As the fields around me start to harvest, I start writing fake to-do lists. I’ll never get all the work done, but the checklist is therapy for me. One thing I used to do with my mom but never get done before Christmas now is cookie decorating. This year, I wrote it down as an activity to do with my nephews and teenage daughters. I share fond memories of my mom’s piping and flood-cut Santa’s sugar cookies baked with royal icing. I think they are the most exquisite Christmas cookies we can create.
In early October, Katelyn Engquist, 29, who lives in West Fargo, North Dakota, shared that she will be offering two Christmas cookie decorating classes on Dec. 2. 3 in her hometown of Jokio, Minnesota.
Aside from my love of Christmas cookies and baking, I celebrate when I see an agronomist opening up a side business or a new business niche. I reached out to Katelyn to find out more about how this sideline cookie business came about, and more about the courses she offers.
Caitlin attended North Dakota State University, where she earned a BA in Public Relations, Advertising, and Agricultural Communications with a minor in Animal Science. Today, she works from home for Ag Management Solutions, responsible for market development and communications. Based in Mankato, Minnesota, AMS manages several agricultural organizations. After NDSU, Katelyn worked with the North Dakota Corn Utilization Commission and the North Dakota Corn Growers Association.
I share her education and work experience, pointing out that cookie baking and decorating or food science was not part of her education or work experience. However, her hobby turned into a business.
Like many of us, baking was part of Caitlin’s childhood.
“I’ve always loved baking and I’ve been baking with my grandmother since I was a kid,” she said. “I have a lot of pictures of my brothers and I decorated Christmas cookies with my grandparents as a kid. I remember we would make a lot of cookies, bake too long, and then use Knives and powdered sugar icing. Then we end up throwing away a lot of cookies after the holidays because they don’t taste that great.”
Rather than stick with the old Christmas cookie way, Caitlin decided to carve out a new way for herself to learn cookie decorating.
In 2019, she started following several bakers’ social media accounts to learn about royal icing. After marrying husband Kelly in January 2020, she took a cookie decorating class in February 2020 from a baker near her hometown.
“I have a lot of extra time on hand because of the pandemic,” Caitlin said. “I started baking a lot, maybe too much, and trying to decorate cookies. I posted pictures of my cookies on my personal Instagram and took my first order in July 2020. Since then Since then, I’ve taken custom orders and pre-sold for various holidays. I took 15 months off before I gave birth to my daughter Kennedy, and then didn’t bake at all for the first few months of her life, But by the winter of 2021, I am eager to decorate again.”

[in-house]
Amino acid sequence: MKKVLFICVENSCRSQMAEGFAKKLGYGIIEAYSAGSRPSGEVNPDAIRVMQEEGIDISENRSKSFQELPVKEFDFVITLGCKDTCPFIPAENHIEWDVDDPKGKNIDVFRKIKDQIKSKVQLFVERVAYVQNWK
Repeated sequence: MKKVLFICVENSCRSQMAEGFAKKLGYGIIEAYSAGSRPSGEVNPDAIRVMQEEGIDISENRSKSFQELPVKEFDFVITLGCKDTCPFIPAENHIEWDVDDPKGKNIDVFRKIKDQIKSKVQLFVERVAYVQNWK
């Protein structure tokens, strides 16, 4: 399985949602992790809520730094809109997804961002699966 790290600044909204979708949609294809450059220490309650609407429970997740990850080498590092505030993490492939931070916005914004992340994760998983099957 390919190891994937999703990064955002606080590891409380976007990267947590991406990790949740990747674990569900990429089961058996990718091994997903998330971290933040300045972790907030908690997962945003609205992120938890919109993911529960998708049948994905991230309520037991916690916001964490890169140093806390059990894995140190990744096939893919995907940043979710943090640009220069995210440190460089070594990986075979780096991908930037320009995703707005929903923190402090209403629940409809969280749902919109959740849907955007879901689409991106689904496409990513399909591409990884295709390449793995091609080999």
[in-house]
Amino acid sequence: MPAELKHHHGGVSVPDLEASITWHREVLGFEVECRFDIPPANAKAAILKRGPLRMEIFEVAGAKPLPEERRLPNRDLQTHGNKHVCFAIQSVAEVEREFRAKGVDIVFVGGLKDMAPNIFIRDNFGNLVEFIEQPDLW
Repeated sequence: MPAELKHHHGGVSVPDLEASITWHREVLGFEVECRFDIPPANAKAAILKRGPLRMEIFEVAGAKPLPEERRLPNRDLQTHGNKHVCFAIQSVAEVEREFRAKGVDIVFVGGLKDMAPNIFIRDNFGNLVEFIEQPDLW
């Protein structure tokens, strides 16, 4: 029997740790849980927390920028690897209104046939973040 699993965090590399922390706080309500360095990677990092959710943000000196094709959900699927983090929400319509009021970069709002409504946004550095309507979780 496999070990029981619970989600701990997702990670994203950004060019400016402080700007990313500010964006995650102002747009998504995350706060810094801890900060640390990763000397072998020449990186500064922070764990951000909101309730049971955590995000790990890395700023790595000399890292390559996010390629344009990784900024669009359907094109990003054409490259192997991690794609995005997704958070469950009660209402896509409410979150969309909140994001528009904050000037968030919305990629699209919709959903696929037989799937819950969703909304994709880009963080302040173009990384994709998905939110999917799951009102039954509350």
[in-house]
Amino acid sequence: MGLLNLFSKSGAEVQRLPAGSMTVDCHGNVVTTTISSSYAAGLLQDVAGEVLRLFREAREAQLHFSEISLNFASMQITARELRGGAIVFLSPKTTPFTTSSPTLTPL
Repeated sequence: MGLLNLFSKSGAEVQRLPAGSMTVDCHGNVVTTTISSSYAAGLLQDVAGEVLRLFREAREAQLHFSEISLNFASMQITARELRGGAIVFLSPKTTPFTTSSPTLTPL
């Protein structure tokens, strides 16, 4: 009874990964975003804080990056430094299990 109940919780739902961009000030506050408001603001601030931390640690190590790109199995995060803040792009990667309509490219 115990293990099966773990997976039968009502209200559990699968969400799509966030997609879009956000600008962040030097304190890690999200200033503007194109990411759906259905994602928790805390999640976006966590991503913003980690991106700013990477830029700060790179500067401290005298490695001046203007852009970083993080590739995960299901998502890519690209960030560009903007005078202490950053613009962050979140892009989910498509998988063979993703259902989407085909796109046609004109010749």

As more and more friends placed orders and her business grew through word of mouth, Caitlin continued to develop her hobby into a business. She added more general cookie decorating skills with an online course, followed by a professional course with a woman who created “a stunning floral with royal icing.”
Amid the hustle and bustle of the upcoming holiday season, what prompted Caitlin to give her first public class early on a Saturday in December?
“I’ve always wanted to do a cookie decorating class. I have a few small classes for small groups, both online and in-person. My Christmas class in Chocchio in December. 3 will be the first one I open to anyone A class,” she said. “A lot of people make decorated sugar cookies around the holidays, so now is the perfect time for people to learn the basics of royal icing. Royal icing is made with meringue powder (or egg white), which sets the frosting and dries nicely .”
Katelyn explained that each participant will be given six cookies and tipless piping bags filled with icing in different colors and two consistency: a thicker icing for details and a thinner icing for “spill,” She explained it as the act of frosting cookies with thinner icing to fill a larger area in a smooth layer.
“Royal icing definitely has a learning curve, and the consistency of the icing is very important,” she said.
She also wanted to make cookie decorating that anyone could make.
“My goal is to teach techniques that anyone can replicate at home without having to buy additional equipment or supplies,” she said. “I use some special equipment, such as a pico projector, which helps me track text on a cookie. and intricate designs. I don’t want anyone in this class to buy their own projector, so I want them to be able to make nice cookies out of what they already have at home.“
Whether or not you head to rural Minnesota for Caitlin’s first Christmas cookie class, she shares insights for anyone considering turning their hobby into a business or part-time job.
“Start small and find a niche that works for you and your family,” says Caitlin.
Pinke is the publisher and general manager of Agweek. She can be reached at firstname.lastname@example.org or on Twitter @katpinke.
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